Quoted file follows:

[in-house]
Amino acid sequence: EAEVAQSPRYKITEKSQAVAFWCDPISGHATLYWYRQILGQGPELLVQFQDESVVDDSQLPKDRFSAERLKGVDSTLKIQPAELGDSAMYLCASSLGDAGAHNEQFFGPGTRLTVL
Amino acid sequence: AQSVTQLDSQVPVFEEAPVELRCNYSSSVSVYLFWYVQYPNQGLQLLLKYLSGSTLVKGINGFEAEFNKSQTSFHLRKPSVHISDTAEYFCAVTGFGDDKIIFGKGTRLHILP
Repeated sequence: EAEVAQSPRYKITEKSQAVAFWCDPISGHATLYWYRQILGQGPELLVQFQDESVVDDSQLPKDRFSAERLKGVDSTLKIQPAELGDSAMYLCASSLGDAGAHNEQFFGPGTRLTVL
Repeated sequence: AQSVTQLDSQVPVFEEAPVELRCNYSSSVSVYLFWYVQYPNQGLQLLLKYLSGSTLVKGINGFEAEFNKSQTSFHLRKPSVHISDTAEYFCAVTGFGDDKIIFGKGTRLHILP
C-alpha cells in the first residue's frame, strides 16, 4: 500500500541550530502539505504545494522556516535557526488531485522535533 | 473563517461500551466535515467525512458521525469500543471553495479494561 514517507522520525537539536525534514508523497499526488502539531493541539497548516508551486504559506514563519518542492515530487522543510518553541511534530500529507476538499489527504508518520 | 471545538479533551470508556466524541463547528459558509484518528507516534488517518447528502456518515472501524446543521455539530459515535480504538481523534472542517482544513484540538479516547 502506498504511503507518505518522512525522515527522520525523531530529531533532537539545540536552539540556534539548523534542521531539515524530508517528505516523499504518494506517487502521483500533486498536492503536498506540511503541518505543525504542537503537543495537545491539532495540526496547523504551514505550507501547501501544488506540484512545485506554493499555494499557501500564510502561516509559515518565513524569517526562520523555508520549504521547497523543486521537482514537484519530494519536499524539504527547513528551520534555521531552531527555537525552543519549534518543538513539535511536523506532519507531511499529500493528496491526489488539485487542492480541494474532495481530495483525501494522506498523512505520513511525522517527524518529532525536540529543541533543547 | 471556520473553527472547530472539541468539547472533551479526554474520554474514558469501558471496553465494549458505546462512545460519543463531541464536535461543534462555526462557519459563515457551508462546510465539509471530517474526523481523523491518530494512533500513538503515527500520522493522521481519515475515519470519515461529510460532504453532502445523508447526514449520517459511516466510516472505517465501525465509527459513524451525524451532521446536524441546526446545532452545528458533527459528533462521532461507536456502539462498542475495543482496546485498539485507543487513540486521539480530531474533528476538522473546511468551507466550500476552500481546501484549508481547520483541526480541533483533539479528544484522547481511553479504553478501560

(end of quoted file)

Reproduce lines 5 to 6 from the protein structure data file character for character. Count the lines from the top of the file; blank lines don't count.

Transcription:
Repeated sequence: AQSVTQLDSQVPVFEEAPVELRCNYSSSVSVYLFWYVQYPNQGLQLLLKYLSGSTLVKGINGFEAEFNKSQTSFHLRKPSVHISDTAEYFCAVTGFGDDKIIFGKGTRLHILP
C-alpha cells in the first residue's frame, strides 16, 4: 500500500541550530502539505504545494522556516535557526488531485522535533 | 473563517461500551466535515467525512458521525469500543471553495479494561 514517507522520525537539536525534514508523497499526488502539531493541539497548516508551486504559506514563519518542492515530487522543510518553541511534530500529507476538499489527504508518520 | 471545538479533551470508556466524541463547528459558509484518528507516534488517518447528502456518515472501524446543521455539530459515535480504538481523534472542517482544513484540538479516547 502506498504511503507518505518522512525522515527522520525523531530529531533532537539545540536552539540556534539548523534542521531539515524530508517528505516523499504518494506517487502521483500533486498536492503536498506540511503541518505543525504542537503537543495537545491539532495540526496547523504551514505550507501547501501544488506540484512545485506554493499555494499557501500564510502561516509559515518565513524569517526562520523555508520549504521547497523543486521537482514537484519530494519536499524539504527547513528551520534555521531552531527555537525552543519549534518543538513539535511536523506532519507531511499529500493528496491526489488539485487542492480541494474532495481530495483525501494522506498523512505520513511525522517527524518529532525536540529543541533543547 | 471556520473553527472547530472539541468539547472533551479526554474520554474514558469501558471496553465494549458505546462512545460519543463531541464536535461543534462555526462557519459563515457551508462546510465539509471530517474526523481523523491518530494512533500513538503515527500520522493522521481519515475515519470519515461529510460532504453532502445523508447526514449520517459511516466510516472505517465501525465509527459513524451525524451532521446536524441546526446545532452545528458533527459528533462521532461507536456502539462498542475495543482496546485498539485507543487513540486521539480530531474533528476538522473546511468551507466550500476552500481546501484549508481547520483541526480541533483533539479528544484522547481511553479504553478501560